But following the reports, Al-Taqwa College in Melbourne issued a statement denying the claims.

“Contrary to reports in the media, female students at Al-Taqwa College participate in all range of sporting activities such as track and field (including running over a range of distances, long jump, high jump, shot put, discus, athletics), basketball, cricket, hockey, tennis and netball.

“Other recreational activities on camps include low rope climbing, bush walking, archery, golf, volleyball and table tennis, as well as other indoor and outdoor activities.

“Girls are encouraged to participate in all activities, with participation subject to parental consent.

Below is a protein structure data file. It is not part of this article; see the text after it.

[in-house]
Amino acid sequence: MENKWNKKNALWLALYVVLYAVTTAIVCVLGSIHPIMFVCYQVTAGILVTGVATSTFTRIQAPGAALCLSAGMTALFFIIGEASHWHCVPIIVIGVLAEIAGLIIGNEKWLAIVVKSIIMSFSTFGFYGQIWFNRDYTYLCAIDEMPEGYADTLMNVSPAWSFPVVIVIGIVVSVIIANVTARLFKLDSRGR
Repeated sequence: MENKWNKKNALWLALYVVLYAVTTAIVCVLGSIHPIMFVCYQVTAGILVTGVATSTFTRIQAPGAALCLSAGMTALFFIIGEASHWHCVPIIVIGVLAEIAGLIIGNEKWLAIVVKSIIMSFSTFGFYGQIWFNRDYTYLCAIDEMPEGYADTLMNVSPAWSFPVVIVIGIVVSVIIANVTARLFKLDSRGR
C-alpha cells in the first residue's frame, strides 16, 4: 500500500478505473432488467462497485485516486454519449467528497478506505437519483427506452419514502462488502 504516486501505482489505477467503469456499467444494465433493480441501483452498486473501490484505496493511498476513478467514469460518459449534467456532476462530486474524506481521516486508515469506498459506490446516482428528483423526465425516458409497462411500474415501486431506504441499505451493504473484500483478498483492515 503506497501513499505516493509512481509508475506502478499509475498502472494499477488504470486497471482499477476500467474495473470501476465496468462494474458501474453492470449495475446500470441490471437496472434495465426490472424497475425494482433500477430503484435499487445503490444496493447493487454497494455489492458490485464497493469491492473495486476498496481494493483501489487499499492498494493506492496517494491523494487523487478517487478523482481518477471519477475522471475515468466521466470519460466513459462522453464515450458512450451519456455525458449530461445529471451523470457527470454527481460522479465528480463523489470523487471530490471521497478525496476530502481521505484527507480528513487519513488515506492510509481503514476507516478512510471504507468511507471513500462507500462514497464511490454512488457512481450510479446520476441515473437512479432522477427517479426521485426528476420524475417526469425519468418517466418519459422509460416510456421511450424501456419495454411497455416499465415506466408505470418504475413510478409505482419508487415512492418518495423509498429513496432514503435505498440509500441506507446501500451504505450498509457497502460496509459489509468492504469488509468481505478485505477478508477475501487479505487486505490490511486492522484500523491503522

“We do not believe that running excessively may cause female students to lose their virginity or that sporting injuries could render them infertile.”

Victorian Education minister James Merlino confirmed an investigation was underway.

He said the authority had the power to force sanctions on schools and funding if investigations uncovered issues with meeting governance standards.

Islamic Council of Victoria general manager Nail Aykan said his first reaction would be to clarify the accuracy of the allegation.

“But if it was true, it’s an absurd statement and absurd thinking and has no place in our society,” Mr Akyan told news.com.au.

“If anyone thinks as such then it is pure stupidity.”

“We would ask him (the principal) to realise the absurdity of such thinking and apologise and learn from his mistake and that these types of comments are not on.”

He said these types of attitudes did not have a place in any school, public or private.

According to Fairfax, the former teacher also alleged that Mr Hallak also believed there was scientific evidence “that if girls injure themselves, such as break their leg while playing soccer, it could render them infertile”.